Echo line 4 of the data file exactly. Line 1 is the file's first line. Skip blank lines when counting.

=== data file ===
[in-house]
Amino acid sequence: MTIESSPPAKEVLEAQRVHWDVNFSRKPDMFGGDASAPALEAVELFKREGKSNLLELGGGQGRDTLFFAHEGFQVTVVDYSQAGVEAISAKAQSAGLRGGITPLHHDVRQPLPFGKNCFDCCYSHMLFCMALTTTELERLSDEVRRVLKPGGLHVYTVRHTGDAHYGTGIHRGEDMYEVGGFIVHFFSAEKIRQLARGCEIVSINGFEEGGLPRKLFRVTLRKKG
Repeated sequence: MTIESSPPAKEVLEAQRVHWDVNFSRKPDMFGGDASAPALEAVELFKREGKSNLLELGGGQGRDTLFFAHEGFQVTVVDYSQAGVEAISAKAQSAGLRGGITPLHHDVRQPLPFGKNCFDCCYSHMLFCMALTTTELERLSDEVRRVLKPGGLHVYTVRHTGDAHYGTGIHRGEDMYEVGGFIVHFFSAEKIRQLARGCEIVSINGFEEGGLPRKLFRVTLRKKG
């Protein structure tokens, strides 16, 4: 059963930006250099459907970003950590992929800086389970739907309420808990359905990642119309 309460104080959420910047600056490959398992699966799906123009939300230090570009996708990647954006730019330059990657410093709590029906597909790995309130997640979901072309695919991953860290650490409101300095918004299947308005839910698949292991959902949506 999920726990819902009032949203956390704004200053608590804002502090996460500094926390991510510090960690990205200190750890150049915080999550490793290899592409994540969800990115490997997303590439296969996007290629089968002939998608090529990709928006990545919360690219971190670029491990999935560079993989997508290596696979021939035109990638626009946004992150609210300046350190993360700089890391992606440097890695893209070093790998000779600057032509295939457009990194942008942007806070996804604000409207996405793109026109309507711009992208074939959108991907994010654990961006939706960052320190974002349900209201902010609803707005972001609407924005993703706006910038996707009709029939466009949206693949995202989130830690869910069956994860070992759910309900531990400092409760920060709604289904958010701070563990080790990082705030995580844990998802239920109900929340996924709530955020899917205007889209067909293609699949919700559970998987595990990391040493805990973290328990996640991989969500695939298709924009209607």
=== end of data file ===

């Protein structure tokens, strides 16, 4: 059963930006250099459907970003950590992929800086389970739907309420808990359905990642119309 309460104080959420910047600056490959398992699966799906123009939300230090570009996708990647954006730019330059990657410093709590029906597909790995309130997640979901072309695919991953860290650490409101300095918004299947308005839910698949292991959902949506 999920726990819902009032949203956390704004200053608590804002502090996460500094926390991510510090960690990205200190750890150049915080999550490793290899592409994540969800990115490997997303590439296969996007290629089968002939998608090529990709928006990545919360690219971190670029491990999935560079993989997508290596696979021939035109990638626009946004992150609210300046350190993360700089890391992606440097890695893209070093790998000779600057032509295939457009990194942008942007806070996804604000409207996405793109026109309507711009992208074939959108991907994010654990961006939706960052320190974002349900209201902010609803707005972001609407924005993703706006910038996707009709029939466009949206693949995202989130830690869910069956994860070992759910309900531990400092409760920060709604289904958010701070563990080790990082705030995580844990998802239920109900929340996924709530955020899917205007889209067909293609699949919700559970998987595990990391040493805990973290328990996640991989969500695939298709924009209607």